by Stephen Tall on November 12, 2012
I first outed myself as opposed to the BBC licence fee six years ago. I still am.
But the debate interests me less these days because it’s inevitable the licence fee’s days are numbered: a regressive poll tax to subsidise the viewing pleasure of the middle-classes will not last forever.
What interests me more is what will happen when it goes. It’s a question I started thinking about in 2009:
The argument about the BBC licence fee is fast becoming a sterile one. It’s doomed, the only real question being: how much longer will it last? Far more important, I would suggest, is addressing the two fundamental questions of what we want from our broadcast media:
(1) how do we ensure – through regulation and/or public funding – the continuation of an independent, impartial, universal broadcast news service; and
(2) how do we ensure a level-playing field for the BBC and commercial channels which promotes healthy competition resulting in good-quality television and radio across a range of genres: from sports, to arts and culture, to drama and comedy, and news and current affairs.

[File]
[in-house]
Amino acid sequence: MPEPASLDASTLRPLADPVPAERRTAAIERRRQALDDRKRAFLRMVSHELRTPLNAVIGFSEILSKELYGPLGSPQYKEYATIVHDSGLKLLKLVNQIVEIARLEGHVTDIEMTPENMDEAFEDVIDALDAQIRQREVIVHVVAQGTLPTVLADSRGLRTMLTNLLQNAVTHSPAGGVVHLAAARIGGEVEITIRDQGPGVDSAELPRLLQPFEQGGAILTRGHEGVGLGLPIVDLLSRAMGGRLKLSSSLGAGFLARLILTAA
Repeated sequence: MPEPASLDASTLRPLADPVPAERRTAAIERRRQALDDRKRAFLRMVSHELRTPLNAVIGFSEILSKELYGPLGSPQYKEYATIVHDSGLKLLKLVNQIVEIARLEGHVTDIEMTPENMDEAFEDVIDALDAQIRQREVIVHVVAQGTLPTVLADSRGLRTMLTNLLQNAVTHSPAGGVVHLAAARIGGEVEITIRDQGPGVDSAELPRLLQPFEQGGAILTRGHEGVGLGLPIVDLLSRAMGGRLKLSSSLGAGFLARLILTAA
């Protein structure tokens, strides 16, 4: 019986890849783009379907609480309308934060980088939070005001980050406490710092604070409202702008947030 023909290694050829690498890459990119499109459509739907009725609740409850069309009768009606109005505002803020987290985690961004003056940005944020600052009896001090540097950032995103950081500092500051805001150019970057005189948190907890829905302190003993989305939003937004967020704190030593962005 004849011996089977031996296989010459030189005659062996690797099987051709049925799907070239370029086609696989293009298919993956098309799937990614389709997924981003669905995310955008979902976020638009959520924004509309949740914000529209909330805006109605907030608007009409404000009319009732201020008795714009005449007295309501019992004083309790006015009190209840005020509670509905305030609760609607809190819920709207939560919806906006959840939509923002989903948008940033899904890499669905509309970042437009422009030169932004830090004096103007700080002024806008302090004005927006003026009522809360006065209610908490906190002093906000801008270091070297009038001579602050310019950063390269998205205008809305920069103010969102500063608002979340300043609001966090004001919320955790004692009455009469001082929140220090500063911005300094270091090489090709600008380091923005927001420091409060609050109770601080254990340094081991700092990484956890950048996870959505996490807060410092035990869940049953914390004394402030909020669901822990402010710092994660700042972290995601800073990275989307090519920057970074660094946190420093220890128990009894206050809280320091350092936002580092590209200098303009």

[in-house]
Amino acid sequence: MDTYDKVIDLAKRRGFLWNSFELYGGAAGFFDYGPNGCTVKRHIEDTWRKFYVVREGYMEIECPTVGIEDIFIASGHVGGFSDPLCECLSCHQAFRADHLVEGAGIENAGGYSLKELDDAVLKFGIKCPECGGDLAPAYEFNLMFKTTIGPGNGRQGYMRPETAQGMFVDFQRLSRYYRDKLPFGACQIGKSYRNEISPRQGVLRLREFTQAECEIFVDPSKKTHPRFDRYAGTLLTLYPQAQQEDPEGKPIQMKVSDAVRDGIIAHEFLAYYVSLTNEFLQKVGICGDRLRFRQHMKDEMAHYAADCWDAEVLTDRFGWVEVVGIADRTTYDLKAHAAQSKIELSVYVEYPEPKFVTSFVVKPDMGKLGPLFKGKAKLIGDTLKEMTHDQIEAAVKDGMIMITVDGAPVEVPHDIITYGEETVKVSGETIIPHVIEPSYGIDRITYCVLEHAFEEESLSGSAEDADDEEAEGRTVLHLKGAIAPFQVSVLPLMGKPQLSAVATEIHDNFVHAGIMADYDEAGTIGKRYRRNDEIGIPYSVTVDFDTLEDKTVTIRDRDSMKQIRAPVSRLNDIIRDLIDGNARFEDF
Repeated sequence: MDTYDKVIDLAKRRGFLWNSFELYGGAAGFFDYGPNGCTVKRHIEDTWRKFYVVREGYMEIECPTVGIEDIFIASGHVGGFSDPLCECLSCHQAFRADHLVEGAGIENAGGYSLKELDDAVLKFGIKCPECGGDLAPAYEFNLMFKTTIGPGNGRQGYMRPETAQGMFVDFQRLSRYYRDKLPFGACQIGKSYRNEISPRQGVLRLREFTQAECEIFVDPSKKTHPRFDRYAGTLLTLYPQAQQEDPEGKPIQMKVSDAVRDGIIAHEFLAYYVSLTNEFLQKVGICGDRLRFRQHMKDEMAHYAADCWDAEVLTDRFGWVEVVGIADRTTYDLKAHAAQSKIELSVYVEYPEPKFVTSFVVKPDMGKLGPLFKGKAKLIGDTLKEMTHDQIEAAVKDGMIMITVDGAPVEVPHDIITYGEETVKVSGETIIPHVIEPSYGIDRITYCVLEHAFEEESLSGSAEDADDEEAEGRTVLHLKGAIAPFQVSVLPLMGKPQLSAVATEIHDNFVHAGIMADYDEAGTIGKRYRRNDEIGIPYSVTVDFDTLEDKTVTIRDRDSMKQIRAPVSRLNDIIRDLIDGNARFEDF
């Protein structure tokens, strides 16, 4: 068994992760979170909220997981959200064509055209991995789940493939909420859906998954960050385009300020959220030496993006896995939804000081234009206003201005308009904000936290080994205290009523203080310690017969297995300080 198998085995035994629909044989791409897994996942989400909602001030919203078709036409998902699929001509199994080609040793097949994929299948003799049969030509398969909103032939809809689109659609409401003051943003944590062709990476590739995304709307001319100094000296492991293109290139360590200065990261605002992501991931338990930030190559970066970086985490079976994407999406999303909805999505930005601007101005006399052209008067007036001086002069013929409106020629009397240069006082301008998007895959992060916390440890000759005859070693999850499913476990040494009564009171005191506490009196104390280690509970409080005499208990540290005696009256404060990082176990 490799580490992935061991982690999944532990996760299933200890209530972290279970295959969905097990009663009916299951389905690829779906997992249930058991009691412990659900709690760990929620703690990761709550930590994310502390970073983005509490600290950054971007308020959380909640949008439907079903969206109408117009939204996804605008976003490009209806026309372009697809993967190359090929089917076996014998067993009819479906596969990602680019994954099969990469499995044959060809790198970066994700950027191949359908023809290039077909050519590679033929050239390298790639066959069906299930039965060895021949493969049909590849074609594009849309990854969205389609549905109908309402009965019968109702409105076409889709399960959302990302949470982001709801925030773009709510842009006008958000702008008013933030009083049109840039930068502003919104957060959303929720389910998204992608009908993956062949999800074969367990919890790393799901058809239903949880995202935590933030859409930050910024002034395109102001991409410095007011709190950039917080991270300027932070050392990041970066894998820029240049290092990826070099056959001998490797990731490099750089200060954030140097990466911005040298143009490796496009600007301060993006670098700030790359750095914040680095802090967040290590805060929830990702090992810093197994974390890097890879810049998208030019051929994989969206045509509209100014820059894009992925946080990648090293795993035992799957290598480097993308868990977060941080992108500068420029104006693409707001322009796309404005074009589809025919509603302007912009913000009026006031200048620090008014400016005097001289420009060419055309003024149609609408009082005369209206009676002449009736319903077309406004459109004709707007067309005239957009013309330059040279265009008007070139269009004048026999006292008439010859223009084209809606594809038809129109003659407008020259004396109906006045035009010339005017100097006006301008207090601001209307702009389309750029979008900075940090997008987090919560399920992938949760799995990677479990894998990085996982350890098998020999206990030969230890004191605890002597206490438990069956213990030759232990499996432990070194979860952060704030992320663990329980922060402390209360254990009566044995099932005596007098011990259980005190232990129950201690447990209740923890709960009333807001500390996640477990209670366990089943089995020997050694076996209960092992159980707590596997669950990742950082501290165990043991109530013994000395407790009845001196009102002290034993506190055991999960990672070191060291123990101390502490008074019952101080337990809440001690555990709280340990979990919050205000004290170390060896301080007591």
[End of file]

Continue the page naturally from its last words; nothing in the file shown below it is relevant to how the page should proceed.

Too often the question of ‘whither the BBC licence fee’ becomes mired in a “I love/hate the BBC because…” quagmire in which favourite/meritricious BBC programmes are named to prove what good/bad value it all is. Yet the BBC licence fee is only a means to an end.
Originally its aim was to fund the introduction of an innovative service which has shaped and transformed society; after the founding of ITV, the licence fee ensured the market was balanced between public service and popular broadcasting. To expect that a universal poll tax funding a monpolostic organisation can continue to meet the expectations of a consumer society in a digital age is unrealistic.